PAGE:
• @cartman82 said:

    There's something iffy about banning people from the only way they can play the game they legitimately bought. If you wanna ban them, give them back their money, I say.

    They knew the rules when they signed up.



  • @mott555 said:

    Does H1Z1 cost anything?

    Yes.



  • I thought my previous post implied that, but apparently @cartman82 needed to be explicitly told that.



  • Rules are unfair and they should be changed.

    Example: until recently, in Serbia you couldn't really return stuff after you buy it. I remember hearing about Yanks just returning stuff they don't like and thinking: "Wow, that's crazy! You buy it, you own it. You knew the deal. It's that simple." But now, new laws are in, and I can just return stuff during the first x days, like anyone else in the world.

    And you know what? I fucking like it.

    That sort of consumer protection rules need to come in for "virtual goods" as well.



  • @cartman82 said:

    And you know what? I fucking like it.

    Until your country's equivalent of Yanks catches on to it, starts returning used stuff en masse and the shops raise the prices to amortize the loss.

    It's a closed system, you know. If some asshat decides to treat the bookstore or the music shop as a rental, they're not gonna take a hit on profits because of it.



  • @Maciejasjmj said:

    Until your country's equivalent of Yanks catches on to it, starts returning used stuff en masse and the shops raise the prices to amortize the loss.

    It's a closed system, you know. If some asshat decides to treat the bookstore or the music shop as a rental, they're not gonna take a hit on profits because of it.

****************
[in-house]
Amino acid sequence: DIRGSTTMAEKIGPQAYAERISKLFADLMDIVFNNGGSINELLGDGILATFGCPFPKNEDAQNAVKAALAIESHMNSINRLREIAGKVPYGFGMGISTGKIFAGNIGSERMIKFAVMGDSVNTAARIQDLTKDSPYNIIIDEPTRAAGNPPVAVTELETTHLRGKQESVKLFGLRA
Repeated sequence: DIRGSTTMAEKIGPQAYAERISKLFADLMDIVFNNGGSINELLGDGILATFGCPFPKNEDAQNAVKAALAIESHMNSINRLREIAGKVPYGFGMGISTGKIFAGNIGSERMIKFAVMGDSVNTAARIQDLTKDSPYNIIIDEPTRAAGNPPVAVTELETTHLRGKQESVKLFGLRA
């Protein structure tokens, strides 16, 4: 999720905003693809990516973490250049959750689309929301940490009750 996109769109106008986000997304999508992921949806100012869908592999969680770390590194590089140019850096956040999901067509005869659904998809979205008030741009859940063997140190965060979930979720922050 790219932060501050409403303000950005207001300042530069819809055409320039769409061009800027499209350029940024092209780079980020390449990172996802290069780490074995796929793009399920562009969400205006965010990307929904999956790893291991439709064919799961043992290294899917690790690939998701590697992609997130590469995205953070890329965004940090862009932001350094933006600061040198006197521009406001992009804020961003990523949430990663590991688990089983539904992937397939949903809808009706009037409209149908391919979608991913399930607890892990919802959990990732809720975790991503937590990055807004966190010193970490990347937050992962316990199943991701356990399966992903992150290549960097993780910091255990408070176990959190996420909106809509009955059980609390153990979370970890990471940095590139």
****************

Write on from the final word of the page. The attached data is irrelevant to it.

Sure, that's the bad side.

    But what games are doing is much, much worse than not letting you return. They basically take your money and don't deliver the product. That's wrong.



  • @cartman82 said:

    But now, new laws are in, and I can just return stuff during the first x days, like anyone else in the world.

    That's not a law in the US. (We do have some rare classes of product which have a law-- I think every State has lemon laws for cars, for example.)

    Retailers do it voluntarily. Because they're not dicks.



  • @blakeyrat said:

    Retailers do it voluntarily. Because they're not dicks.

    Then game companies should not be dicks and fix their policies voluntarily, before someone sues them.



  • @cartman82 said:

    Then game companies should not be dicks and fix their policies voluntarily, before someone sues them.

    Yeah I agree. That's one way Origin is VASTLY superior to Steam. Valve doesn't even pretend to give a shit.

    (Although Valve will issue refunds if you manage to get into contact with a support person, which is like managing to climb Everest while in a straightjacket. I once got a refund on some Sonic game that it turned out required Java, but the product page didn't say it required Java.)